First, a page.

Search Results

You are looking at 1 - 10 of 20 items for

  • Author or Editor: Michael Fehlings x
  • By Author: Tator, Charles H. x
Clear All Modify Search
Full access

Charles H. Tator and Michael G. Fehlings

In this paper the authors review the clinical trials of neuroprotection that have been performed for the treatment of acute spinal cord injury (SCI). The biological rationale for the selection of each treatment modality is discussed with reference to current knowledge of the principles in the management of acute SCI as well as the primary and secondary injury mechanisms identified by experimental and clinical studies of the pathophysiology of acute SCI. The trials are evaluated with regard to the availability and use of accurate clinical outcome measures, and the methodologies of the trials are critically evaluated with an emphasis on prospective randomized controlled studies. A detailed description and critical analysis are provided of the results of the 10 clinical trials conducted to date in which a randomized prospective controlled design has been used. The issue of the therapeutic time window in acute SCI is discussed. To date, methylprednisolone is the only effective neuroprotective agent that has been established for use in human SCI, and the only therapeutic time window established in human SCI is a maximum trauma-to-treatment time of 8 hours.

Full access

Michael G. Fehlings and Charles H. Tator

The authors conducted an evidence-based review of the literature to evaluate critically the rationale and indications for and the timing of decompressive surgery for the treatment of acute, nonpenetrating spinal cord injury (SCI).

The experimental and clinical literature concerning the role of, and the biological rationale for surgical decompression for acute SCI was reviewed. Clinical studies of nonoperative management of SCI were also examined for comparative purposes. Evidence from clinical trials was categorized as Class I (well-conducted randomized prospective trials), Class II (well-designed comparative clinical studies), or Class III (retrospective studies).

Studies in which animal models of SCI were used consistently demonstrated a beneficial effect of early surgical decompression, although it is difficult to apply these data directly to the clinical setting. The clinical studies provided suggestive (Class III and limited Class II) evidence that decompressive procedures improve neurological recovery after SCI. However, no clear consensus can be inferred from the literature as to the optimum timing of decompressive surgery. Many authors have advocated delayed treatment to avoid medical complications, although there is good evidence from recent Class II trials that early decompressive surgery can be performed safely without added morbidity or mortality.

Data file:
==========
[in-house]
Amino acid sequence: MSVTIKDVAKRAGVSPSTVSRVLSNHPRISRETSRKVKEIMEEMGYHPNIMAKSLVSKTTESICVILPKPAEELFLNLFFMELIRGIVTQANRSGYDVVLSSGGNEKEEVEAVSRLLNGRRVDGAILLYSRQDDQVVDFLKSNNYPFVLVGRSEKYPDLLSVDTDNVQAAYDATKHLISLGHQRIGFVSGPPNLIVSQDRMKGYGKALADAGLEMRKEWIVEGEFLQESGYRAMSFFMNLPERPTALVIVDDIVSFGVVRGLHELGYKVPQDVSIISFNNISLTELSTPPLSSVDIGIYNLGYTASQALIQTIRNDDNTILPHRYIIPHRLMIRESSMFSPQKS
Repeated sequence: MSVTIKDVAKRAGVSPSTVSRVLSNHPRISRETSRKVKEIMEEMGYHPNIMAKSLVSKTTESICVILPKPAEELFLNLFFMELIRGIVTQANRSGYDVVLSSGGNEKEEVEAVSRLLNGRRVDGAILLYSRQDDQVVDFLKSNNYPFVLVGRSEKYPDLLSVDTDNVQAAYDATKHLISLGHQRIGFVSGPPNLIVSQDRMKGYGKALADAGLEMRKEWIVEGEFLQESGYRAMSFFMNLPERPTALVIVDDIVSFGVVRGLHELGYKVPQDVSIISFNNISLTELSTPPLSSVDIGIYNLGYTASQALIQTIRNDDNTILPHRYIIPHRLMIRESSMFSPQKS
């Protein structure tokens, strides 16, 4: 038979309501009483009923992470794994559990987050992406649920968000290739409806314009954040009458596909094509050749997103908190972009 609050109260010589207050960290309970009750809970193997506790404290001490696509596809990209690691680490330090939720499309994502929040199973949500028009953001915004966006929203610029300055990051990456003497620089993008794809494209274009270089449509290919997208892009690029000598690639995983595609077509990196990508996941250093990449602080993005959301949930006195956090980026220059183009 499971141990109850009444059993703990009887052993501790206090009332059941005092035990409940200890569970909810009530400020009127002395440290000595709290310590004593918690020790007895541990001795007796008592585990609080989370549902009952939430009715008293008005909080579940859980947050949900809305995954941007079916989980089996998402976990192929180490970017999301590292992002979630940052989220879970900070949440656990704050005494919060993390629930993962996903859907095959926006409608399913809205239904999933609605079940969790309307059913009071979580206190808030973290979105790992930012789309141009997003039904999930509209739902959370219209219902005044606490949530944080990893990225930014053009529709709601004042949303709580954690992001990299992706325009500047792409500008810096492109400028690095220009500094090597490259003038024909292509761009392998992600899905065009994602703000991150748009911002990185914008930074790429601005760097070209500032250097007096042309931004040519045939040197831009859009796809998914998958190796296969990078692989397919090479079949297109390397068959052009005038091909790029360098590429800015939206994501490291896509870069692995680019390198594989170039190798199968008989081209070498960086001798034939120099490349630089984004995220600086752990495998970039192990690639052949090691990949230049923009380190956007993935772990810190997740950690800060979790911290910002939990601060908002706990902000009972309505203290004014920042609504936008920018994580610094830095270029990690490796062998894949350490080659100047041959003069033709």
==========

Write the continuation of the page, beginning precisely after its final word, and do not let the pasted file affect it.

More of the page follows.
There is biological evidence from experimental studies in animals that early surgical decompression may improve neurological recovery after SCI, although the relevant interventional timing in humans remains unclear. To date, the role of surgical decompression in patients with SCI is only supported by Class III and limited Class II evidence. Accordingly, decompressive surgery for SCI can only be considered a practice option. Furthermore, analysis of the literature does not allow definite conclusions to be drawn regarding appropriate timing of intervention. Hence, there is a need to conduct well-designed experimental and clinical studies of the timing and neurological results of surgical decompression for the treatment of acute SCI.

Restricted access

Michael G. Fehlings and Charles H. Tator

Object. The authors conducted an evidence-based review of the literature to evaluate critically the rationale and indications for and the timing of decompressive surgery for the treatment of acute, nonpenetrating spinal cord injury (SCI).

Methods. The experimental and clinical literature concerning the role of, and the biological rationale for, surgical decompression for acute SCI was reviewed. Clinical studies of nonoperative management of SCI were also examined for comparative purposes. Evidence from clinical trials was categorized as Class I (well-conducted randomized prospective trials), Class II (well-designed comparative clinical studies), or Class III (retrospective studies).

Examination of studies in which animal models of SCI were used consistently demonstrated a beneficial effect of early decompressive surgery, although it is difficult to apply these data directly to the clinical setting. The clinical studies provided suggestive (Class III and limited Class II) evidence that decompressive procedures improve neurological recovery after SCI. However, no clear consensus can be inferred from the literature as to the optimum timing for decompressive surgery. Many authors have advocated delayed treatment to avoid medical complications, although good evidence from recent Class II trials indicates that early decompressive surgery can be performed safely without causing added morbidity or mortality.